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dc.contributor.authorWeaven, Scotten_US
dc.contributor.authorHerington, Carmelen_US
dc.contributor.editorProfessor James Gentryen_US
dc.date.accessioned2017-04-24T09:57:27Z
dc.date.available2017-04-24T09:57:27Z
dc.date.issued2006en_US
dc.identifier.issn15261794en_US
dc.identifier.urihttp://hdl.handle.net/10072/14026
dc.description.abstractIn recognition of the growing importance of small business ownership by women to the economic well-being of national economies, considerable academic attention has been given to identifying the reasons why women enter self-employment. However, little is known about the motivations for women to become franchisors. This represents an important gap in the literature. While the absence of research may be due to early beliefs that women are risk averse individuals that tend to limit the growth of their enterprises, more recent studies conclude that women perceive small business ownership as a ve-hicle for rapid growth and wealth creation. On this basis, franchising should represent an appealing business expansion strategy as it minimizes capital, labor, and managerial limitations on firm growth. However Australian female participa-tion rates in franchising are substantially lower than in small business generally. The purpose of this research is to pro-vide a clearer understanding of the motivational incentives driving the choice of franchising as a business development strategy from the female entrepreneur's perspective. It was felt important to use a qualitative, case study approach, to get a clearer picture of the main issues and parameters. Twenty-four female franchisors were interviewed to gather data on the salient factors influencing their initial decision to adopt franchising. In addition, 20 female entrepreneurs were inter-viewed. Significant differences were found between the influence of antecedent factors and motivational incentives of women entering franchising and small business, suggesting that changes in public policy initiatives are required to en-courage greater acceptance of women as franchisors, build awareness of franchising as a small business alternative for women, and provide accessible information and training for women on how to become franchisors.en_US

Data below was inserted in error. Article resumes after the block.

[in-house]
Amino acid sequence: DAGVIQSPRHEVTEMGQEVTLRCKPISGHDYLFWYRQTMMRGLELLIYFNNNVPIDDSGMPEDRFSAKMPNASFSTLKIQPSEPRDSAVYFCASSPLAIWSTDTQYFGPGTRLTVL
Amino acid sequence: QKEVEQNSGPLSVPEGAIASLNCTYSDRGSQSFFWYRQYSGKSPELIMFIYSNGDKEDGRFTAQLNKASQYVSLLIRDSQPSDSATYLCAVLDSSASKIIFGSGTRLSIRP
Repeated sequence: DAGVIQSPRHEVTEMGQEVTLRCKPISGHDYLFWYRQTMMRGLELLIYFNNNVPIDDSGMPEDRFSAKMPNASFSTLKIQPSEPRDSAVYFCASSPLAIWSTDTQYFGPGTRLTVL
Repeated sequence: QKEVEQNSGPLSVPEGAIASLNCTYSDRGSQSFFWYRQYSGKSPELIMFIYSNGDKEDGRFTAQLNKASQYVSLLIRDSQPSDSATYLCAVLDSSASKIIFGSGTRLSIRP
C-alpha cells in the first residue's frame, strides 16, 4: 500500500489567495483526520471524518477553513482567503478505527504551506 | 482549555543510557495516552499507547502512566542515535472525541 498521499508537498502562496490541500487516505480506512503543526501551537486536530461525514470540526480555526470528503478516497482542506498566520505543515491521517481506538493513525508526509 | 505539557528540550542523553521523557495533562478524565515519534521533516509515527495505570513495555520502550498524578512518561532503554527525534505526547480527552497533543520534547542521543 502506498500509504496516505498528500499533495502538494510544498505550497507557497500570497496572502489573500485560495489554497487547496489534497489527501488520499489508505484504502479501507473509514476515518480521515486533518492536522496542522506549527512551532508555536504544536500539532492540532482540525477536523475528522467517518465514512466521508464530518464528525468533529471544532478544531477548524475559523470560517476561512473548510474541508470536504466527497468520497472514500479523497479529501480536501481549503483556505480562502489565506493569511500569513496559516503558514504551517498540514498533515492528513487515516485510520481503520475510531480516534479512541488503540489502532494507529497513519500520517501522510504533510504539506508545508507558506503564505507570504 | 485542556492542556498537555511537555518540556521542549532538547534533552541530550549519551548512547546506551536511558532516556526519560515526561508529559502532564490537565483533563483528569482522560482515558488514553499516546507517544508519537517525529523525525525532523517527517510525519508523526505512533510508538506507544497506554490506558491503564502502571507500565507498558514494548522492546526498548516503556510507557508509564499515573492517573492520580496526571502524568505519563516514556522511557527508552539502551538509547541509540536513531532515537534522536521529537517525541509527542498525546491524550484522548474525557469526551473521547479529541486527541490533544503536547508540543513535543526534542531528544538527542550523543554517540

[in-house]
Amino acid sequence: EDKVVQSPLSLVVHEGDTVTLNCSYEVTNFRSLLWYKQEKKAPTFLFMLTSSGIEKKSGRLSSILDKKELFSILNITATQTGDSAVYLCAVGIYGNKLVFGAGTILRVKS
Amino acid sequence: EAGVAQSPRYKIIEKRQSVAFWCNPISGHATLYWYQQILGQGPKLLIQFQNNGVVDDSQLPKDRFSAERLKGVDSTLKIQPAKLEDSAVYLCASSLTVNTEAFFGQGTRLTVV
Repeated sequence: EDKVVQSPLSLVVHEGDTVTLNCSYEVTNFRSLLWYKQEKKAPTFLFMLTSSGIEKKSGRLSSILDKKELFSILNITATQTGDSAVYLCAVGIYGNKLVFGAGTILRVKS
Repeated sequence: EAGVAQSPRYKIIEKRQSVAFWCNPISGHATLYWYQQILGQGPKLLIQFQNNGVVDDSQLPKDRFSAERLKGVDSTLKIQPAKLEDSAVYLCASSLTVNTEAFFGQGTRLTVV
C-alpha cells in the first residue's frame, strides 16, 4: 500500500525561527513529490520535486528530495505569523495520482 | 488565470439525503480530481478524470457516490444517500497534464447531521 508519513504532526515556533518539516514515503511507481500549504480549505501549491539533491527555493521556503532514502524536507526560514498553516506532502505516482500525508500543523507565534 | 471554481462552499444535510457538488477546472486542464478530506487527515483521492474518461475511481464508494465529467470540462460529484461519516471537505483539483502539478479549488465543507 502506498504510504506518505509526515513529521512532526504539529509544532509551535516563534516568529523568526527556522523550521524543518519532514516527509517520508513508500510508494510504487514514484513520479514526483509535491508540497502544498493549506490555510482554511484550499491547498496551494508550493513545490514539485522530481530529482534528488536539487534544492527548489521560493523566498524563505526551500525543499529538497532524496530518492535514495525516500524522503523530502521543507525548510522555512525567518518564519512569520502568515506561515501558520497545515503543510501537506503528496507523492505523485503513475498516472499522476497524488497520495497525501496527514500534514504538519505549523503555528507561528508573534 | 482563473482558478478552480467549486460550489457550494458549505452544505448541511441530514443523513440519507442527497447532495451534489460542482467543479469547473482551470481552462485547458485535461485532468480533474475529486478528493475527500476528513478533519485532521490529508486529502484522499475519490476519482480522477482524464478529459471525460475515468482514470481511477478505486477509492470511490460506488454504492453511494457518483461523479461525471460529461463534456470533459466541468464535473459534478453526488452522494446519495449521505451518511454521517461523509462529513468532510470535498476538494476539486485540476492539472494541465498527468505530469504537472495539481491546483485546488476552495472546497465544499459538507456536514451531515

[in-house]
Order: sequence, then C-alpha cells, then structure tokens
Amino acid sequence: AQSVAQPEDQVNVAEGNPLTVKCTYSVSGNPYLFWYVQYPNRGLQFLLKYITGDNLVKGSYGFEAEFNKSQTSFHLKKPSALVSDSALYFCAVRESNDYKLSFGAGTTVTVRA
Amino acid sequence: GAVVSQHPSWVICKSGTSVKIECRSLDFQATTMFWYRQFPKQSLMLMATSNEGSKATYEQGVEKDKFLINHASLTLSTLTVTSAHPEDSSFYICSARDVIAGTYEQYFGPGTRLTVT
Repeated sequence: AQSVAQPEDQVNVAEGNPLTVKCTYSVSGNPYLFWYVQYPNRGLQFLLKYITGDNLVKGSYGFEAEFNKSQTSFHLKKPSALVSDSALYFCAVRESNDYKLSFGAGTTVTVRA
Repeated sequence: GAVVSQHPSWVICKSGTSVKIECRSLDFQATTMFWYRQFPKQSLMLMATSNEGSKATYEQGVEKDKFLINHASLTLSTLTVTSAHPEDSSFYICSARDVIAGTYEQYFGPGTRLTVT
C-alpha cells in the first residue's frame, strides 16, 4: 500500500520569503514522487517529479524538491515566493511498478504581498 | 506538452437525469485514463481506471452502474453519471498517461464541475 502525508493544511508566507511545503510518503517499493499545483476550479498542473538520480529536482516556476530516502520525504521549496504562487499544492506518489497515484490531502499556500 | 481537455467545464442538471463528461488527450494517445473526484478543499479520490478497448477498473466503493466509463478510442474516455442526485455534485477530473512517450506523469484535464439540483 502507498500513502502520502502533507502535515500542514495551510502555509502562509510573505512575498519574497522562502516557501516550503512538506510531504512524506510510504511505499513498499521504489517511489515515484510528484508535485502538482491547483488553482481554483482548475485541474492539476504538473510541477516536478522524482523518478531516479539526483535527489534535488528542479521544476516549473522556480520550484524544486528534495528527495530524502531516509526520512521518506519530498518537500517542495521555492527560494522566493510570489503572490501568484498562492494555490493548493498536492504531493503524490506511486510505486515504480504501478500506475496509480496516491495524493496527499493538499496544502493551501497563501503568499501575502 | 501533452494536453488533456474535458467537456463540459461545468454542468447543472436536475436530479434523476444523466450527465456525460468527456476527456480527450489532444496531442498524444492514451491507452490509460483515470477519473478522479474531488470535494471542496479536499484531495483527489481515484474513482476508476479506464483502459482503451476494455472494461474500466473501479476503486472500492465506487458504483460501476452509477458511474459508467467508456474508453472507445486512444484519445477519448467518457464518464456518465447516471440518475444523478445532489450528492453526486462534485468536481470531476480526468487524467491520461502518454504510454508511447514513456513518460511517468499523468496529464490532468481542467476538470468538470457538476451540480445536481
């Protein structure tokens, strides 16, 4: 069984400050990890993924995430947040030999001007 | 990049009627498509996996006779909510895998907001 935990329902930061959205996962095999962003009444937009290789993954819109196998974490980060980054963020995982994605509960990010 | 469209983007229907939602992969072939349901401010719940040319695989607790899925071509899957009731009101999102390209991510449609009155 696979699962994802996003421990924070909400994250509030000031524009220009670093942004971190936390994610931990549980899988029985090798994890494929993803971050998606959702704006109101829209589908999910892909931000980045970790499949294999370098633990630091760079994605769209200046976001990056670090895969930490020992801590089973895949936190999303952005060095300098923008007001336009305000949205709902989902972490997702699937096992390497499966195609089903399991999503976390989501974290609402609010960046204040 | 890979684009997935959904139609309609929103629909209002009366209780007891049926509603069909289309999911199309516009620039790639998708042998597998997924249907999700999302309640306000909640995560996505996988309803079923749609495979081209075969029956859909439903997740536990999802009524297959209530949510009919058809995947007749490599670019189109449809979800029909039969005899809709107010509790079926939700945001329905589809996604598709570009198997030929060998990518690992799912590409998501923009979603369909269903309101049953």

dc.description.peerreviewedYesen_US
dc.description.publicationstatusYesen_US
dc.format.extent208153 bytes
dc.format.mimetypeapplication/pdf
dc.languageEnglishen_US
dc.language.isoen_US
dc.publisherAcademy of Marketing Scienceen_US
dc.publisher.placeUnited Statesen_US
dc.publisher.urihttp://www.ams-web.org/?page=A4en_US
dc.relation.ispartofstudentpublicationNen_US
dc.relation.ispartofpagefrom1en_US
dc.relation.ispartofpageto29en_US
dc.relation.ispartofissue7en_US
dc.relation.ispartofjournalAcademy of Marketing Science Reviewen_US
dc.relation.ispartofvolume2006en_US
dc.rights.retentionYen_US
dc.subject.fieldofresearchcode350204en_US
dc.titleFemale Franchisors: How different are they from female independent business owners?en_US
dc.typeJournal articleen_US
dc.type.descriptionC1 - Peer Reviewed (HERDC)en_US
dc.type.codeC - Journal Articlesen_US
gro.facultyGriffith Business School, Department of Marketingen_US
gro.rights.copyrightCopyright 2006 Academy of Marketing Science Review. Please refer to the journal's website for access to the definitive, published version. The attached file is reproduced here in accordance with the copyright policy of the publisher.en_US
gro.date.issued2015-01-29T01:31:27Z
gro.hasfulltextFull Text


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